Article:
And over the course of two months, I slowly talked myself into why I really need it. 

To me, it’s still an impulse purchase. 

But impulse purchases normally come in the form of seeing something and immediately buying it.

To combat this, it’s a good idea to add time in between seeing the thing you all of a sudden can’t live without and buying it. 

The secret sauce here is waiting up to 72 hours before buying the item that’s catching your eye. 

If you’re like me, in the moment you think you REALLY need that item, but after I shut down the Amazon app, I honestly forget about it. 

This little hack known as terrible memory has saved me thousands. 

And if you REALLY want the item, this 72 hour window gives you time to cool down and find the item for cheaper somewhere else so you save money. 

Like the reckless animals that we are, we spend an average of $5,400 per year on impulse purchases.

Slacker Shawn: Let me guess – you’re going to tell us how much we would have at retirement if we invested that money…

Wow, just over here trying to help my friends out and you’re being dusty. 

If we invested $5,400 into a Roth IRA, we would have $717,000 at retirement. 

Guys, we made it to the end. This is the 5th way you’re wasting your money. And that is not paying off your credit card. 

Pay off your credit card each month

The average American credit card debt is $6,194

And the average credit card debt is 19%.

So, the average american is spending $1,176.86 per year in credit card interest. 

Slacker Shawn: But I hold that balance because I get $33 cash back per year.

Does math not compute to you?

Please, if you are holding this much credit card debt, just stop going out to eat with friends and making purchases outside of your essentials for like 3 months.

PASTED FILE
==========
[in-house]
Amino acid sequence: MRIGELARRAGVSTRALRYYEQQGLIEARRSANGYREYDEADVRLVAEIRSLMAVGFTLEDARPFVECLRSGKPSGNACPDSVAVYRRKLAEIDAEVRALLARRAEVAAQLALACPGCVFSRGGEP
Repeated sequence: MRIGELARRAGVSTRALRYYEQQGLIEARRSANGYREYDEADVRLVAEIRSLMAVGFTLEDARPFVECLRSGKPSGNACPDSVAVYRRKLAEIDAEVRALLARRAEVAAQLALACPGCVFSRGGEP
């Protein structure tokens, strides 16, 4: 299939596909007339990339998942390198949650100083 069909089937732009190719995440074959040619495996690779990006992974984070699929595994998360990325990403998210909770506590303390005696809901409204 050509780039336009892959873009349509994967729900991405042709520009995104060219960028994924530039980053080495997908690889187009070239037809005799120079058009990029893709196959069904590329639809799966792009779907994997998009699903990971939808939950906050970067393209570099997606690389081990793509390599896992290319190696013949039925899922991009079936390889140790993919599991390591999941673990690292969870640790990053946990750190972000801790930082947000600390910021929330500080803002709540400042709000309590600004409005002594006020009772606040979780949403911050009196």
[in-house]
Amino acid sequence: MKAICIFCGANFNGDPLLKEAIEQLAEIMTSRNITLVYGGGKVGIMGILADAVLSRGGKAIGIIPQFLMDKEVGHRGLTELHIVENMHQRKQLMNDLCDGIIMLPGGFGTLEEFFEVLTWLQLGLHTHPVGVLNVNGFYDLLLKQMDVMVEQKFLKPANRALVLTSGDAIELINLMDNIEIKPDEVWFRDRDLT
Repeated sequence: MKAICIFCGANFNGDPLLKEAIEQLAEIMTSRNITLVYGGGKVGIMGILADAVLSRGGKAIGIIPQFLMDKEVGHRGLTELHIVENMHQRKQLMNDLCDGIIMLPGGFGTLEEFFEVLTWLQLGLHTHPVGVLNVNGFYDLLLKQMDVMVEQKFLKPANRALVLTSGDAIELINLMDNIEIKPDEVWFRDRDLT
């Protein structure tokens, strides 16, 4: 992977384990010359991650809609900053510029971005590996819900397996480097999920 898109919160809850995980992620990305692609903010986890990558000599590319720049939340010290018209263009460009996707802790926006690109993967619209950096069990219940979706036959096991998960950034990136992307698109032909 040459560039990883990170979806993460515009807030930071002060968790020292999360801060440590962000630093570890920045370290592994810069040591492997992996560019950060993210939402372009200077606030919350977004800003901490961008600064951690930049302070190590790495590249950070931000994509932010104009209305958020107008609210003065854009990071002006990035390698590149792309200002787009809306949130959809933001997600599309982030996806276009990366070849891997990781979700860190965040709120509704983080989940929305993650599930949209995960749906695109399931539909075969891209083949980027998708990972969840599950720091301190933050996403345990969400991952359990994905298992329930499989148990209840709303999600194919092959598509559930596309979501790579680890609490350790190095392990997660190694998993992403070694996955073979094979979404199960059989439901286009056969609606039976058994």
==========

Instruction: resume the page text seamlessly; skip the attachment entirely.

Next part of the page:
I know it’s going to suck. I know it won’t be fun. But we’re on this financial journey to make our lives better. 

Apply these savings to paying down your credit card debt. Once you have it paid off, really, good job. You’re way ahead of literally everyone around you. 

But this is just the beginning. Not spending as much money in these three months is going to help you build habits of spending less and saving money. 

Keep these habits up. If you still want to go out with friends, do cheaper things like eating at each other’s houses to save money on eating out. 

Heck, you can even buy a 6 pack of beer and down it in the parking lot of the bar before you go in so that you don’t have to buy $8 beers all night. 

That tip was free. You’re welcome. Don’t ever tell me being broke in college didn’t teach me anything. That’s one of my money saving tips for college students.

So, if you save $1,176 a year and apply that to your Roth IRA, you’ll have $156,000 at retirement. 

Over To You

So, what happens if you stopped wasting ALL of this money that we have touched on today and you invested that into your Roth IRA?

Slacker Shawn: That doesn’t even make sense because the maximum contribution for your Roth IRA is $6,000 per year. 

Alright, troll. Let’s just assume a general investment. It can be stocks, 401k, or Roth IRA. The principle is the same here. 

We had the following savings:

  • Food – $2,640
  • Uber or Lyft – $600
  • Subscriptions – $3,660
  • Impulse Purchases – $5,400
  • Credit Card Interest – $1,176

If you add all of this up, it comes out to be $13,476 in savings each year that we are going to invest. 

If you are 30 years old and invest this much money into your retirement account until the age of 65 with a 6% Return on Investment, you’ll end up having $1.6M when you retire. 

But for those of you who think it’s too hard not to stop wasting all of that money, let’s say you actually do put some effort into your finances and you only save half of this amount. 

That means you’re saving $6,738 each year and that leaves you with $799,000 at retirement. 

So, please at least do something meaningful for your future.

If you made it this far, you’re a beautiful person.